mail, Web sites, conversations, and experiments about
the emerging field of nanotechnology might quickly
slip into the past without the work of historians
working to document them as they occur.
W. Patrick McCray is attempting to understand the history of nanotechnology as
it emerges, a goal that he will pursue with his research group at the new Center
for Nanotechnology in Society. Funded by the NSF, the center opened just last
month at the University of California, Santa Barbara.
McCray, co-director of the center and an associate professor in the UCSB Department
of History, researches and teaches about post-1945 science and technology .
A key project of the center is the historical context of nanotechnology. McCray
and his colleagues are beginning their work using the relatively new field of "spintronics" as
a case study. He will describe this work and the overall activities of the new
center at the annual meeting of the American Association for the Advancement
of Science in St. Louis
"As one example, it's hard to imagine life today without the transistor," said
McCray. "The futures of spintronics and many other fields in nanotechnology are
hard to predict, but they may have a major impact on our society and economy."
McCray is collaborating with Timothy Lenoir, the Kimberly Jenkins Chair for New
Technologies and Society at Duke University, and Cyrus Mody, the program manager
for nanotechnology and innovation projects in the Center for Contemporary History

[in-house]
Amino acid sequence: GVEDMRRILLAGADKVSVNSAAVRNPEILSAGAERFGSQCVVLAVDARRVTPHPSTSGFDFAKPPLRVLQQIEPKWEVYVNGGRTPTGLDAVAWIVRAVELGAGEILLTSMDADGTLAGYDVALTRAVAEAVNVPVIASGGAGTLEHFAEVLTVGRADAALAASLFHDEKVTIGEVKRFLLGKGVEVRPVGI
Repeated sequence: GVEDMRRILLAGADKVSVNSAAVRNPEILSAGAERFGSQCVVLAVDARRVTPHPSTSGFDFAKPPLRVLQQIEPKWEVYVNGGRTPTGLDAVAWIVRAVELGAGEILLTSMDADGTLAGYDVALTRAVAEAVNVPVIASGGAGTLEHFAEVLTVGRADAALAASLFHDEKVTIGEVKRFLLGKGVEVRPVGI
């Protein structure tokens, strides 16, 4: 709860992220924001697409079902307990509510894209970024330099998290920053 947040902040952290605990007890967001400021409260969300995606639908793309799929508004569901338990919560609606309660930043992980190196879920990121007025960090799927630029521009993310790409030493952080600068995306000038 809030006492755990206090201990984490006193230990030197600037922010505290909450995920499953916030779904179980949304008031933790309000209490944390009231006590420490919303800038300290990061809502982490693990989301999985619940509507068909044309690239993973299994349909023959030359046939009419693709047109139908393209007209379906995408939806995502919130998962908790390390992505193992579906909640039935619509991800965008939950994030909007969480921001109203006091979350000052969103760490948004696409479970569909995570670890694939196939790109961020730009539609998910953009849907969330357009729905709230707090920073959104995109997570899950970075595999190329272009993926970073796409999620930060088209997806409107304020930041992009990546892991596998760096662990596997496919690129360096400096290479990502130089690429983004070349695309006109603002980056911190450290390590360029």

and Policy at the Chemical Heritage Foundation in Philadelphia.
One area of nano-research that appears most exciting to scientists ,
commercial firms, and government patrons is the development and implementation
of nanoelectronics as a
replacement for systems based on microelectronics, explained McCray. The potential
economic and social effects of this transformation may be profound.
these historians will document developments in the nascent field of spintronics,
taking advantage of a three-month research conference on the topic at the University
of California, Santa Barbara's Kavli Institute for Theoretical Physics that begins
next month. McCray and his colleagues will interview conference participants
as part of an effort to document this particular area of nanoscience research.
These interviews will be publicly available and also archived at the American
Institute of Physics in
College Park, Maryland.
Lenoir and his group at Duke will apply the tools they have developed for data
mapping and visualization to the spintronics sub-field. This work will be directed
toward understanding the development of nanoelectronics, temporally and spatially,
and will include aspects such as research funding, patents, publications, and
McCray called the project an experiment in understanding a new technology as
it emerges, documenting "history as it happens." He compared recent government
support for nanotechnology – some $6.5-billion thus far – to the U.S. space program
in the early 1960s, when a large infrastructure for science and technology was
Source: University of California, Santa Barbara